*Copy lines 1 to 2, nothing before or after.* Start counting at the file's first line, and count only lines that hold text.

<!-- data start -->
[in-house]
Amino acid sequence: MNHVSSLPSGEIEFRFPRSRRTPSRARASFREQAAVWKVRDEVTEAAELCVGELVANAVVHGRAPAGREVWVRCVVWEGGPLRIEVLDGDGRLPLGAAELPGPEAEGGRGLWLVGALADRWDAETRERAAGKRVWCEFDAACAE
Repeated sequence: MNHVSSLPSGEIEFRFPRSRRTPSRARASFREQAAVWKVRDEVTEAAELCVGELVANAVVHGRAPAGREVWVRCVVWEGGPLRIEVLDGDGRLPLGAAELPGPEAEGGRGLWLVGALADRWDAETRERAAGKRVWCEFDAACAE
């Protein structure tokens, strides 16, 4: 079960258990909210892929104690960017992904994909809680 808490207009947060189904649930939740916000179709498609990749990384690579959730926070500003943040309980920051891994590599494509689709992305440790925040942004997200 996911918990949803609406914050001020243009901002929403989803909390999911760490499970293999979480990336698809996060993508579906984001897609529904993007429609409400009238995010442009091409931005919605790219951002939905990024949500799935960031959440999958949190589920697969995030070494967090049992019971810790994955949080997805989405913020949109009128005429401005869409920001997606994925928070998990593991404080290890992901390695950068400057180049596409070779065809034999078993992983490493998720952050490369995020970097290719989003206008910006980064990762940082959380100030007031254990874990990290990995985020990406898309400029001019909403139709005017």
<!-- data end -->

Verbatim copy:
[in-house]
Amino acid sequence: MNHVSSLPSGEIEFRFPRSRRTPSRARASFREQAAVWKVRDEVTEAAELCVGELVANAVVHGRAPAGREVWVRCVVWEGGPLRIEVLDGDGRLPLGAAELPGPEAEGGRGLWLVGALADRWDAETRERAAGKRVWCEFDAACAE